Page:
Last week BC        

  

  Kayaking Saltspring Island 

  Views Saltspring Island of Vancouver Island .

  North shore mountains , Vancouver 

  North shore , top of Goat Mountain.

 A plug for Salomon on top of mount Maxwell.  
Here are a few shots from the last week in British Columbia. I beat my time on the Grouse Grind to bring my Pb to 34.02. I climbed Goat mountain and ran trails all around the Grouse mountain area. This left me a little beaten the day after especially as my ankle was acting up. Holidays being holidays I didn’t feel there was time to waste and the rest of the week was very active. We hiked and ran trails on Saltspring Island, kayaked off the Island and fitted in some early morning runs just in case things weren’t active enough. Yes, most of you will say it is relaxing I should try and accomplish while on holidays but for me this is relaxation and it clears the mind in a better way. There was of course some really good food and beers thrown in the mix. After all I am on holidays ! A massive thanks to my friends here for making the trip an amazing one. 

Oh and I threw in a bit of fishing too! 

  

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A little mishap

I had a minor ankle twist last night at soccer training ( once more soccer proves my nemisis). I was hoping to run an 8km race on Sunday, and may still be ok, but it has curtailed my training a few days. This, in one way , may be just what I need. I haven’t rested up for more than a day in a long time and I think it is time to focus more on recovery. Another form of recovery for runners and adventure racers is yoga, something i hope to gradually do more often. It will help my flexibility, strength and most importantly help focus the mind on the training and plans ahead. The link below is to an excellent podcast on yoga for runners.

http://runneracademy.com/ra069-sage-rountree/

Sage Rountree is a proven athlete that swears by yoga as well as it being so important to recover from the hard sessions we put ourselves through.

I find it is often in times of injury that I get a chance to reflect on the training I have been doing and look into changing my training as I progress. It is so important to realise that as we get fitter we need to rest and recover properly but at the same time not slacken off too much when we want to continue to improve. Getting this balance right is a very individual thing and I am still learning about myself. The best advice from my experience is to listen to your own body and don’t try to train exactly like some elite you heard about. or an exact plan you read about last night.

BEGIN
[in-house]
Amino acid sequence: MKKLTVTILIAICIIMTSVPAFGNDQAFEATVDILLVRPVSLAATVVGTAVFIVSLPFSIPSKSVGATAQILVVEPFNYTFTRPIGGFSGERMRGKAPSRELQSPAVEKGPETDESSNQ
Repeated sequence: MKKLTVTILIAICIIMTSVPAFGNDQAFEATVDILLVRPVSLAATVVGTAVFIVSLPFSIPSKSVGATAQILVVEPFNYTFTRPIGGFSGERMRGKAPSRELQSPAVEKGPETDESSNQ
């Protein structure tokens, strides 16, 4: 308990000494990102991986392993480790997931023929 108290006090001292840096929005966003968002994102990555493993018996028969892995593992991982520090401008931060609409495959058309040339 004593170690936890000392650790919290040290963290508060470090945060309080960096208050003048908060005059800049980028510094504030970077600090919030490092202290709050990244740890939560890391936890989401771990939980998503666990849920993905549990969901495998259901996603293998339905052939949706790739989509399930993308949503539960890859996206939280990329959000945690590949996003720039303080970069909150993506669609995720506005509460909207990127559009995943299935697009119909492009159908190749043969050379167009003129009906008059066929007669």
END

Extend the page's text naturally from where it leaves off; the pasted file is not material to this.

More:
For now it is off to the physio for a look at the ankle, then into the sea tomorrow for some natural icing and a good bit of rest thrown in there somewhere as well!

Thoughts on Injury and more Sleet

I decided recently that it is time to once and for all sort out my ankle problems. They have been really good the last few years and I think the adventure racing has helped but I know the weakness is still there and I intend to sort that. Every little twing taken away is another chance to improve. I started going to physio once a week and after only three weeks I already feel an improvement. It also focuses the mind on sticking to particular exercises. The clip below is a great example of exercise for anyone interested in strengthening an ankle.
An up and coming physio friend of mine shared this quote with me tonight. It sums up injury quite well and relates to old injuries I have suffered.
“There’s no separation between the experience of the central nervous system and the function of memory in the body. The experience of the past has been fixed and retained by the neurons firing at that precise moment. Every muscle, nerve, and tissue participating in that experience has been affected and will ‘remember’ in its own fashion.” -Stokes and Whiteside
So I hit out for my run tonight after a few minutes reading these quotes. I find it hard not to think about injury but really appreciate that when you train the right way and do the right things, injury comes less often than before. I ran the first 8km into sleet and rain tonight, not to mention a gale force wind! Exilerating stuff but not really the most fun. The next 11 km were far more enjoyable with the conditions at my back. I maintained a steady speed and enjoyed it as much as was possible on such a crazy night. The fun of winter in the West, but then again it is great to get out.

Race report Connemara Rough Diamond 2014

Saturday had arrived and I left my house around 8.15am to head to Letterfrack in Connemara for the start of the Connemara Rough Diamond. This was a race I had never competed in and was looking forward to the challenge. I was happy to see a few of my fellow competitors lining up at the start. The weather was breezy but fine at the start. We set off running and myself and Shaun Stewart took up the lead towards Diamond hill. An ascent of around 400metres took us around 22 minutes. The ground was mostly paved and gravel track as this is a common tourist hike. We had to shout and clap a few times to clear the tourists out of the way. Shaun started to make some headway on me around the foot of the mountain and I started to feel my lack of hill training of late may not pay off. I managed to summit in 2nd place and took off for my favourite part, the downhill run. It was very tricky with a mist now falling and the paved slabs were like ice sheets. I passed an old school mate on the way down and a big high five gave us both a laugh and a boost!